The kids are screaming, your in-laws are coming to stay, the bills are due and you’ve got deadlines at work. It’s undeniable: Life is full of stress. Understanding the types and sources of stress — short-term and long-term, internal and external — is an important part of stress management.
Stress is your body’s reaction to the demands of the world. Stressors are the events or conditions in your surroundings that trigger stress. Your body responds to stressors differently depending primarily on whether the stressor is new or short-term (acute stress) or whether it’s been around for a while (chronic stress).
Also known as the fight-or-flight response, acute stress is your body’s immediate reaction to a perceived threat, challenge or scare. The acute-stress response is immediate and intense, and in certain circumstances it can be thrilling, such as having an interview for a new job.
A single episode of acute stress generally doesn’t cause problems for healthy people. However, severe acute stress can lead to mental health problems, such as post-traumatic stress disorder. It can also cause physical difficulties such as tension headaches, stomach problems or serious health issues, such as a heart attack.
Mild acute stress can be beneficial because it can spur you into action, motivate or energize you. The problem occurs when stressors pile up and stick around. Then the stress becomes chronic, which can lead to health problems, such as headaches and insomnia. The chronic-stress response is subtler than the acute-stress response, but the effects may be longer-lasting and more problematic.
Know your stressors
Start by identifying your sources of stress. Then you can develop strategies to manage them. Make a list of the situations, concerns or challenges that trigger your stress response. You’ll probably notice that some of your stressors are events that happen to you, while others seem to originate from within.
These are events and situations that happen to you, such as:
Major life changes. Positive changes (a new marriage, a planned pregnancy, a promotion or a new house) and negative changes (divorce or the death of a loved one) can cause stress.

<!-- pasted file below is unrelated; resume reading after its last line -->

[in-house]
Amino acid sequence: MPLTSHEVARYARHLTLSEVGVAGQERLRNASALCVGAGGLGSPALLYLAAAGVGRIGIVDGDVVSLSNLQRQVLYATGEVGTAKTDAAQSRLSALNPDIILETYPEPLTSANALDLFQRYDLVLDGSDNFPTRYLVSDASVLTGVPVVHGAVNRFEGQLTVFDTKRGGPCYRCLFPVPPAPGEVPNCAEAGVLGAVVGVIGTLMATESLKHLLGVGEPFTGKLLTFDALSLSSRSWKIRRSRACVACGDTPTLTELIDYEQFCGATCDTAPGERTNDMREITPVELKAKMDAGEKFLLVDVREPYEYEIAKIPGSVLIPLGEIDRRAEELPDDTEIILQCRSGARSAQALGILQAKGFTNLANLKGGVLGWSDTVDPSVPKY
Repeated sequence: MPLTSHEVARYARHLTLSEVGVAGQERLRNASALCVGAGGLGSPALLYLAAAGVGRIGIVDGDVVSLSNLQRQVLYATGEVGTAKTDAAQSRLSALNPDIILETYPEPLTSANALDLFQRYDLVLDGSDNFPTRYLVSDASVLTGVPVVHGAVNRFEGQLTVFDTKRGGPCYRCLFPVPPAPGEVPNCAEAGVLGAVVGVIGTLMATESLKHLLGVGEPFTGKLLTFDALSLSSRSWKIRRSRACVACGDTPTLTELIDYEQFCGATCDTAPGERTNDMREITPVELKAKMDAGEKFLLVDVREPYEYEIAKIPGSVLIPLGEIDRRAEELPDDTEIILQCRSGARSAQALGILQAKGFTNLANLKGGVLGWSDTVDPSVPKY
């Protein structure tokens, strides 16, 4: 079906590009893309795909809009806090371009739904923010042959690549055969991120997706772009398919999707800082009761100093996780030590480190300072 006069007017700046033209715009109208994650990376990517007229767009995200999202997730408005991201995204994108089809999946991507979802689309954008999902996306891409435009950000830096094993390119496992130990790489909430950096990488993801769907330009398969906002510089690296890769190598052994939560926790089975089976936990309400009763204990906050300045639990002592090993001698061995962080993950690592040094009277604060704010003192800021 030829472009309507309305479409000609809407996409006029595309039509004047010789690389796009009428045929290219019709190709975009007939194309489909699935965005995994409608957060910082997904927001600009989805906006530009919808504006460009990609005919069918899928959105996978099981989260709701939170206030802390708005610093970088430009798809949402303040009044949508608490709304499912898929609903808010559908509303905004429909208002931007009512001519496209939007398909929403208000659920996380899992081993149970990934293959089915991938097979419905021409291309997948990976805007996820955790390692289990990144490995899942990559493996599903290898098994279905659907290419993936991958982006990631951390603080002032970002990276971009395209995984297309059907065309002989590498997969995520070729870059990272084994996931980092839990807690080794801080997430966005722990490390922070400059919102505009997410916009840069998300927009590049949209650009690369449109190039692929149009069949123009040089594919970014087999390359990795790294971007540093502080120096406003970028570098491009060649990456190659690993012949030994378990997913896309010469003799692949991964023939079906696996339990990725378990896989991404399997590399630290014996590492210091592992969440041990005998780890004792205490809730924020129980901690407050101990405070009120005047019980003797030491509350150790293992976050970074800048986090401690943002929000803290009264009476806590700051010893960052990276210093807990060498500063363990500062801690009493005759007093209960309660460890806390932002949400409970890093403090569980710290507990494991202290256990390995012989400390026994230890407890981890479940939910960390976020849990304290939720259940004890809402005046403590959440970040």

Unpredictable events. Out of the blue, uninvited house guests arrive. Or you learn that your rent has gone up or that your pay has been cut.
Workplace. An impossible workload, endless e-mails, urgent deadlines and a demanding boss.
Social. Meeting new people can be surprisingly stressful. Relationships with family often spawn stress, too. (Think back to your last fight with your partner.)
Dealing with external stressors: Boost your resiliency by eating a healthy diet, being physically active and getting enough sleep. Asking for help from others, learning to be assertive and practicing problem-solving and time management may also reduce the impact of your external stressors. Carefully consider how you spend your time and energy and focus on the things that are important to you by paring down the number of activities you’re involved in, and saying no to new commitments.
Not all stress stems from things that happen to you, however. Much of stress is self-induced. Those feelings and thoughts that pop into your head and cause you unease are known as internal stressors. They include:
Fear. Fear of failure, fear of public speaking, fear of flying.
Uncertainty and lack of control. Few people enjoy feeling out of control or uncertain about what is going to happen. (Think about how you might react when waiting for the results of a medical test.)
Beliefs. These might be attitudes, opinions or expectations. You may not think often about your beliefs, but they shape your experience — and they can set you up for stress. Consider the expectations you put on yourself to create a perfect holiday celebration or advance up the career ladder.
How to help: We have the ability to control our thoughts. Although our fears, attitudes and expectations have been our companions for a long time, we can change them. Strategies to manage internal stressors include reframing your thoughts and choosing a positive mind-set, challenging negative thoughts, using relaxation techniques and talking with a trusted friend or counselor.
By beginning to identify and understand the sources of your stress, you’re taking the first steps in learning to better manage it.
Yes, manage it, not eliminate it. Stress is a fact of life, but with some effort and help, one we can learn to handle.